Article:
A business continuity plan is a procedure that helps an organization prepare for disrupting events ranging from data system service disruptions and electrical power outages to fire or a full blown hurricane. The involvement of the organization’s chief security officer (CSO) in the process is to oversee the plan, provide support and put the plan into action during an emergency that has the potential to halt an organization’s continuity.
Risks of Business Continuity
When planning for business continuity, it is important to prepare for any conceivable risk that can disrupt operations and effect an organization. The Centers for Disease Control (CDC) director, Doctor Ali Khan, notes, “If you are generally well equipped to deal with a zombie apocalypse you will be prepared for a hurricane, pandemic, earthquake, or terrorist attack” (Centers for Disease Control , 2012). If the government office of the CDC is supposedly prepared for a zombie apocalypse, organizations must look to prepare for anything that can go wrong, from the smallest to the most catastrophic incident. There are many risks that can plague an organization. Four risks that can afflict a school or organization are fire, environmental factors, power outages, and data loss.
Fire as a risk can be devastating to an organization in terms of loss of life and destruction of an organization’s physical assets as well as its intellectual property. Preparation in the form of fire suppression systems is a small investment in contrast to the loss that this type of risk can inflict on an organization and its people.
Environmental factors can deter the continuity of an organization when things such as the cooling system designed to make computer systems operate at peak efficiency ceases to operate. “Temperatures and relative humidity (RH) levels that are too low or high, or that change abruptly, may result in unreliable components or even system failures” (Ciampa, 2009).
The heating, ventilation, and air conditioning (HVAC) systems that regulate heating and cooling are crucial in the control, maintenance and protection of an organization’s data assets.
Power outages can cripple an organization. Maintaining a constant flow of electricity to an organization is as important as guarding against fire. Equipment such as an uninterruptible power supply (UPS) will maintain power to vital systems in the event of a power outage to the external primary electrical power source. A UPS can also communicate with a server to instruct it to shut down properly over extended periods of power loss to prevent data loss.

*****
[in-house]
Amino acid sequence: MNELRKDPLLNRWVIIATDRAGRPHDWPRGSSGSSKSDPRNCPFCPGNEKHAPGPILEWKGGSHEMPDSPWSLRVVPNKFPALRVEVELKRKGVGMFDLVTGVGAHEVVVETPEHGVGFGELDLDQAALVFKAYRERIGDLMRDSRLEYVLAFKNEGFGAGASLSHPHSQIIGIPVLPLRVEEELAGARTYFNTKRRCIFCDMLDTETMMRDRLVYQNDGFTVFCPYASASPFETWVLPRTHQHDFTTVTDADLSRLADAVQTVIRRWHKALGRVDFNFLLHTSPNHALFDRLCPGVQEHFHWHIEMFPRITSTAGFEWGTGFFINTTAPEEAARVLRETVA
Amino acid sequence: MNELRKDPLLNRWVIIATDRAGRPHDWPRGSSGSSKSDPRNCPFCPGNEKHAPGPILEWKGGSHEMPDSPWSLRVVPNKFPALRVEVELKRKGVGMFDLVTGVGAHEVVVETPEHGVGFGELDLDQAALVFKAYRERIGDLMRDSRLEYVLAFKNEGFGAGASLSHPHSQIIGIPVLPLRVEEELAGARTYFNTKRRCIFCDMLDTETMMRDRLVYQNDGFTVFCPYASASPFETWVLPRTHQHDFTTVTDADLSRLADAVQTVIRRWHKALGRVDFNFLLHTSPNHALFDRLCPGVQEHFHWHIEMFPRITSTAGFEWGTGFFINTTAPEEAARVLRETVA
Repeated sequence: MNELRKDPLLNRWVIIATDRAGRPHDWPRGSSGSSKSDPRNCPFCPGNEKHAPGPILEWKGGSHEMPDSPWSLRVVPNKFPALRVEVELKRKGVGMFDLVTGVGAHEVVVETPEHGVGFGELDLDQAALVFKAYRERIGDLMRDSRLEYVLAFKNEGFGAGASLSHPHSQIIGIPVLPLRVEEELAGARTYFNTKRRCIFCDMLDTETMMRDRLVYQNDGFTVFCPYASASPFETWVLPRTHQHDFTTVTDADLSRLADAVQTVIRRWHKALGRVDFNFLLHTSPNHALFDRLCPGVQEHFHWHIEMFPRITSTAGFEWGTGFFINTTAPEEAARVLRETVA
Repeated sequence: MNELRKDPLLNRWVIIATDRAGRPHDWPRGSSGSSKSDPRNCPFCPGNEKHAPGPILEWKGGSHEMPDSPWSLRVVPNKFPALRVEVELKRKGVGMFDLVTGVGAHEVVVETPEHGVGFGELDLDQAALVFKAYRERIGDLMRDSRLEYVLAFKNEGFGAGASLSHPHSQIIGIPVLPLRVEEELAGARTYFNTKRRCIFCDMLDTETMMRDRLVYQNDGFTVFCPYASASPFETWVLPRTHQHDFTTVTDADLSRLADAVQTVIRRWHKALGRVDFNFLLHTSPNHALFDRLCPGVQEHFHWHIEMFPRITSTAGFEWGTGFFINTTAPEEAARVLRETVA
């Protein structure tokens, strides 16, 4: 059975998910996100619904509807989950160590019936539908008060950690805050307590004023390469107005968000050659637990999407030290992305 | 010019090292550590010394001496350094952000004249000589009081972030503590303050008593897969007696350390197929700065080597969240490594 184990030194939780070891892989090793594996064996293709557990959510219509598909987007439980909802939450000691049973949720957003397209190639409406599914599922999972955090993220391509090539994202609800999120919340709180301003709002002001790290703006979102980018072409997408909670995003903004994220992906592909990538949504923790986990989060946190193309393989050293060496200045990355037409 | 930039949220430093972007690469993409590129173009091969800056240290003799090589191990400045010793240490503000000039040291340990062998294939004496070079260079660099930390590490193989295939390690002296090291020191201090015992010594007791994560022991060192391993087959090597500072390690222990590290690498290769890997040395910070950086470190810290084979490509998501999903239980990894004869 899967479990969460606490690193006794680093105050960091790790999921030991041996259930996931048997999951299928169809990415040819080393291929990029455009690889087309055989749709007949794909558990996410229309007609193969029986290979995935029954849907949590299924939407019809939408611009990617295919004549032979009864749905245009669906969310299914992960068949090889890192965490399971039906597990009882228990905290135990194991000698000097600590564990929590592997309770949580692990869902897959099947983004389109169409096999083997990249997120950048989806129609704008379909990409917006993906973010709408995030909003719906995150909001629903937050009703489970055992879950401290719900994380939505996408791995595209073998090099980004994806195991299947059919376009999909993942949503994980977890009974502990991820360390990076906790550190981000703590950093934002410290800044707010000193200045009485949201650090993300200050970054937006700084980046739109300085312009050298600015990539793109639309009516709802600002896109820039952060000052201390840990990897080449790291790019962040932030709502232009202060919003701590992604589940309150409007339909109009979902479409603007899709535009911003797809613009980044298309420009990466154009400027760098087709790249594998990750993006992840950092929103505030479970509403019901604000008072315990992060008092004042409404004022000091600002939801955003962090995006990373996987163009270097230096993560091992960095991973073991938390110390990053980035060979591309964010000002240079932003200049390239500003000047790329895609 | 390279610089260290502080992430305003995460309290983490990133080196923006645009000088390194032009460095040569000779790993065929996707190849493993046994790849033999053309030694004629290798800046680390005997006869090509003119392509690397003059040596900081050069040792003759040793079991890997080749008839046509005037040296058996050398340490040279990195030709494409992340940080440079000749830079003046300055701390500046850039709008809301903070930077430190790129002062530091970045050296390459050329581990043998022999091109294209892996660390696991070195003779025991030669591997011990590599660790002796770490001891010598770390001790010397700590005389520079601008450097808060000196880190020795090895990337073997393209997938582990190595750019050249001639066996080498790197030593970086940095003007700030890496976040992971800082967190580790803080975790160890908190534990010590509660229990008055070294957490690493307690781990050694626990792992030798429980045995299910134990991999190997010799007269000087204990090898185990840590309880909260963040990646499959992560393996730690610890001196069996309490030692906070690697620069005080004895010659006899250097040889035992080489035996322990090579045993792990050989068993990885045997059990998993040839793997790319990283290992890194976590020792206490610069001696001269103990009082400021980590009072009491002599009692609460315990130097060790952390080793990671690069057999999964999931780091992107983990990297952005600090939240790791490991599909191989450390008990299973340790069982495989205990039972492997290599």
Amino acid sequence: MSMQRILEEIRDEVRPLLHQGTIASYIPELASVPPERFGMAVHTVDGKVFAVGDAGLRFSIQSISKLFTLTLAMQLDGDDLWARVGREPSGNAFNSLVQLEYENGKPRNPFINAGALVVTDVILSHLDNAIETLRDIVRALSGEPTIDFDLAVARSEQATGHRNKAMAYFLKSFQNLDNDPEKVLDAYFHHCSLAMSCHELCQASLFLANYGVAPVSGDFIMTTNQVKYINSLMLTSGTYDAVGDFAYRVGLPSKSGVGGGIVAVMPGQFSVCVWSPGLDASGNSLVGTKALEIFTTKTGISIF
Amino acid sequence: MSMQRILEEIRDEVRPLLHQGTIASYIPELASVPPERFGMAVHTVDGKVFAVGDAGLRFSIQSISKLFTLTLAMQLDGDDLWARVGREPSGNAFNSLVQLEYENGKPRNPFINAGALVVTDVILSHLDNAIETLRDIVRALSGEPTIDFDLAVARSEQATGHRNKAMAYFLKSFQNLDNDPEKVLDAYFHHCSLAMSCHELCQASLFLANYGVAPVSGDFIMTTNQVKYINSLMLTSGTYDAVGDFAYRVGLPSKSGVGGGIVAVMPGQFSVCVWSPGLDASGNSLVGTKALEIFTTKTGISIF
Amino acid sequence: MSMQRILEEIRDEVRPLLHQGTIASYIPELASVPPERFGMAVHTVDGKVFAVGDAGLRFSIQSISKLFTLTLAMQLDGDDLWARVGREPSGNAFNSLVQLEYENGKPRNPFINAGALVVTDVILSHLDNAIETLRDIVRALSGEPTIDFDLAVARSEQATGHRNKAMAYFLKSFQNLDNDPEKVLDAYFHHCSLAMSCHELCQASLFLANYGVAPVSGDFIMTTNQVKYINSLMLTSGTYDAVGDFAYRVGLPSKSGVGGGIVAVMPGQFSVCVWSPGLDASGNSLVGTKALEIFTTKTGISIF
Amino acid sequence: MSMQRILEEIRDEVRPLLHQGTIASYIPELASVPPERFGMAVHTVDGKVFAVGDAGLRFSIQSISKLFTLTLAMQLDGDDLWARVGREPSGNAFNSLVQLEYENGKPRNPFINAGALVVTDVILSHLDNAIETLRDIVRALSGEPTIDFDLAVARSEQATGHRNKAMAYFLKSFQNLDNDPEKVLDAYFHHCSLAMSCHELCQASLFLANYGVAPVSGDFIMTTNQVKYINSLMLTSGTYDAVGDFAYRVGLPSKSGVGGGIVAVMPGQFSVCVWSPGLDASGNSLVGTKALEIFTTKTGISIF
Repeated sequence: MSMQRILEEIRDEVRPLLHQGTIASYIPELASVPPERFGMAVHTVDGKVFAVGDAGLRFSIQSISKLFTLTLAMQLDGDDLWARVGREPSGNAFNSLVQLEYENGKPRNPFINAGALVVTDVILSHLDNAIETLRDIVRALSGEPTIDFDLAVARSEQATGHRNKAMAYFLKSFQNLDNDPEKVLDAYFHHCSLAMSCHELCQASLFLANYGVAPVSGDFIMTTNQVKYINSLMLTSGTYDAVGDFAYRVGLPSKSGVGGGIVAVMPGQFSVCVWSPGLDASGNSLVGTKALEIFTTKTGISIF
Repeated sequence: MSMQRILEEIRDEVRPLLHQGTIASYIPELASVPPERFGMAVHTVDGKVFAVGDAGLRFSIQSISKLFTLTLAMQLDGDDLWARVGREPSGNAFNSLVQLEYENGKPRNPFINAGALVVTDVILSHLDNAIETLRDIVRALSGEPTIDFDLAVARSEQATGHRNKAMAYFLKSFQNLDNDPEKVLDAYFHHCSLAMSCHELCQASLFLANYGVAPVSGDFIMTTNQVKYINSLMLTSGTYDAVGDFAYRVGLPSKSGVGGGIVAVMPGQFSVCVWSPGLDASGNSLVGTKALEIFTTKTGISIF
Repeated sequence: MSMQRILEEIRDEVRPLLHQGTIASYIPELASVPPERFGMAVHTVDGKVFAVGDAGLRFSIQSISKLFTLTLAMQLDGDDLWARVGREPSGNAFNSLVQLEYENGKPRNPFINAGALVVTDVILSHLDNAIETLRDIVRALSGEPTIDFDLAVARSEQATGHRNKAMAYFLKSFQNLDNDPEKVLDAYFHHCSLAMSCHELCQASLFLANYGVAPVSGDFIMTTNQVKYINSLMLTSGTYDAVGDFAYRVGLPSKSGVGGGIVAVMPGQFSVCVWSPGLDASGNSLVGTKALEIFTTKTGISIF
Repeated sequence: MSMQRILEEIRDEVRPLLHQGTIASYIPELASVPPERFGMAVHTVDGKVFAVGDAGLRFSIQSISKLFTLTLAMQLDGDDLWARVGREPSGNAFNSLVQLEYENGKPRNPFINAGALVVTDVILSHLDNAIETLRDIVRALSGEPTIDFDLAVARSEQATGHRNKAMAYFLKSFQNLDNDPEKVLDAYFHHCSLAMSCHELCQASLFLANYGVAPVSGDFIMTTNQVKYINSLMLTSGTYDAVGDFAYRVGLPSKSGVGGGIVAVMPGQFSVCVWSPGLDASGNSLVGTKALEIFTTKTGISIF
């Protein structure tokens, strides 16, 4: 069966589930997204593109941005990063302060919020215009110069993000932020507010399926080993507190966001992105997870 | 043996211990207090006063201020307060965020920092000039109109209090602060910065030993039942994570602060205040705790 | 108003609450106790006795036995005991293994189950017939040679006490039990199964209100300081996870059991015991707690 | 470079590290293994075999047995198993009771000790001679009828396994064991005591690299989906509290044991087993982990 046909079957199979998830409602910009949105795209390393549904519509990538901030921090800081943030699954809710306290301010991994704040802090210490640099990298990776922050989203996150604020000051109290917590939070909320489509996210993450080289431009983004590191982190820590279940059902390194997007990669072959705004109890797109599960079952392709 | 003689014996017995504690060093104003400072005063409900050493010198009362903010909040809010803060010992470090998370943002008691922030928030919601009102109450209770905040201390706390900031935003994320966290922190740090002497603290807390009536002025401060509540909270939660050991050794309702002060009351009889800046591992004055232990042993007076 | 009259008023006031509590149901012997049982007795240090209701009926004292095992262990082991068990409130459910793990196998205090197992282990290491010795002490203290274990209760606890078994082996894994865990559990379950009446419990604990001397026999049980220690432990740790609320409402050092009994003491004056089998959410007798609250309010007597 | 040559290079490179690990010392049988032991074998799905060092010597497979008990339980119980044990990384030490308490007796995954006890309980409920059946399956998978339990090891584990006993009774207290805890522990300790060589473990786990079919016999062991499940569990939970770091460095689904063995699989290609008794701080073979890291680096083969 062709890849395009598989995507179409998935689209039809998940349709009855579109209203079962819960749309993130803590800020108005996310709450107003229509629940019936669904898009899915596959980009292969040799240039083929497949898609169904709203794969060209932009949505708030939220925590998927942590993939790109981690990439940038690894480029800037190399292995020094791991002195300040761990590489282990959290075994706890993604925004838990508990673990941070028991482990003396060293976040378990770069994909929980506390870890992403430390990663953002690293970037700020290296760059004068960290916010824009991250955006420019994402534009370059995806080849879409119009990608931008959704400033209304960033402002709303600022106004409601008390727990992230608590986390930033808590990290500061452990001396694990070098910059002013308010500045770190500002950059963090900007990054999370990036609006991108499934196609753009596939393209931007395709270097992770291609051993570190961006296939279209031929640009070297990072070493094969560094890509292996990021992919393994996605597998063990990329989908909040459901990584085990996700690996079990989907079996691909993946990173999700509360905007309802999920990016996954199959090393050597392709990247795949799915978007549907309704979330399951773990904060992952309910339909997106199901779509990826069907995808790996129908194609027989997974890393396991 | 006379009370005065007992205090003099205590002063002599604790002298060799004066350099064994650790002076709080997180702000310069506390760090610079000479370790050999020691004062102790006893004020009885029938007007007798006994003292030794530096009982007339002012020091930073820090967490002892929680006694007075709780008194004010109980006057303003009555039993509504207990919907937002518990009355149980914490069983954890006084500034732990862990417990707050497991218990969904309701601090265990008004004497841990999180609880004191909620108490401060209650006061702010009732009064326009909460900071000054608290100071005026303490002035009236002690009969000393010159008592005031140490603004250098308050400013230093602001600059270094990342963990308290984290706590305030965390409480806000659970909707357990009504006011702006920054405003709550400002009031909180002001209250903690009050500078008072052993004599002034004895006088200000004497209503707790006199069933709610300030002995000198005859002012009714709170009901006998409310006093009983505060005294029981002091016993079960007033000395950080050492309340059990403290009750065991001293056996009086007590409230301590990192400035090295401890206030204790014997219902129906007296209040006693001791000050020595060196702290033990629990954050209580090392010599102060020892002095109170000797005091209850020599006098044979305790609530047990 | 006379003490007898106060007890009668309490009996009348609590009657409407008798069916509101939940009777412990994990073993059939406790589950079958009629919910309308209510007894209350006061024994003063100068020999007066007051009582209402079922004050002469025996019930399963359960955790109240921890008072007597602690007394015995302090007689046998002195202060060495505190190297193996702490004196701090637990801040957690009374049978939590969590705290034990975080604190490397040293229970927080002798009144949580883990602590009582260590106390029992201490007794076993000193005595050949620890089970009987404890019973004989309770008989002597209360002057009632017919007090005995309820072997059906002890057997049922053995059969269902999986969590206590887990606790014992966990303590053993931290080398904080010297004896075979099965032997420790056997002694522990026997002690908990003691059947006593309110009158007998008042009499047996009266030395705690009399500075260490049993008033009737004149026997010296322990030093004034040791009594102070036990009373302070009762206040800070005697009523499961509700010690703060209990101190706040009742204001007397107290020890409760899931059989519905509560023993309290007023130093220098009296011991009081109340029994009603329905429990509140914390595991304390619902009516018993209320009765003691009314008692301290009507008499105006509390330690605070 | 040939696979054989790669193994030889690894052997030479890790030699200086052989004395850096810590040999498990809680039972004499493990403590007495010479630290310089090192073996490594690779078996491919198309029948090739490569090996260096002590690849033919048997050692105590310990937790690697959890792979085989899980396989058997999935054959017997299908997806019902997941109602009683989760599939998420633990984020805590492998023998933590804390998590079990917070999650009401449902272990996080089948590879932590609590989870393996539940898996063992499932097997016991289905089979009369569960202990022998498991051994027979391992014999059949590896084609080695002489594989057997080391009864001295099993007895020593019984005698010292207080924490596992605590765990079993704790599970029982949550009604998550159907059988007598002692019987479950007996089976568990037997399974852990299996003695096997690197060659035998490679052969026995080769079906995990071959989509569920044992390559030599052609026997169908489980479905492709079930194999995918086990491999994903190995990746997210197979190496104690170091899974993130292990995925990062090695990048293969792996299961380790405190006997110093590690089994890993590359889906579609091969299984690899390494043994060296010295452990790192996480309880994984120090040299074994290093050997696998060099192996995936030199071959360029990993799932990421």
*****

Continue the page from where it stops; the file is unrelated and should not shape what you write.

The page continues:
Data loss prevention is accomplished by the use of redundancy systems. Redundancy systems are built to be excessive in data storage capacity. Duplication of systems is created in standby mode if primary systems fail. Fault tolerance is achieved through the use of a technique known as a redundant array of independent drives (RAID) system. With the use of a RAID, performance and reliability are realized. Duplication of systems is known as hot or warm sites.
A warm site is a complete hardware duplication that only needs the latest data copied to it and is a lot less expensive to maintain than a hot site. Whereas, a hot site is one that is a complete duplicate of an organization’s production system, including its vital data.
Roles of Information Technology (IT) Personnel
The roles of IT personnel are in the areas of development, administration and support of continuity plans. The CSO does his “best to convince management that [business continuity] BC is a cost of doing business” (Paul, 2012). As the CSO builds the business plan for security operations, IT personnel are responsible to develop, plan, and initiate new technology to support the security plan. Depending on the size of the organization, other IT personnel may be responsible for its administration and support of the plan with necessary periodic evaluation to ensure all systems are protected. As systems change, they must be modified and updated making sure that the existing systems run smoothly. Support may also be needed to fix problems as they arrive and to make necessary changes to ensure security is maintained.
An excellent business continuity plan will keep the organization up and running. The plan will protect the organization from destructive interruptions such as power failures, fire, natural disasters, system crashes and in a worst case scenario: zombies!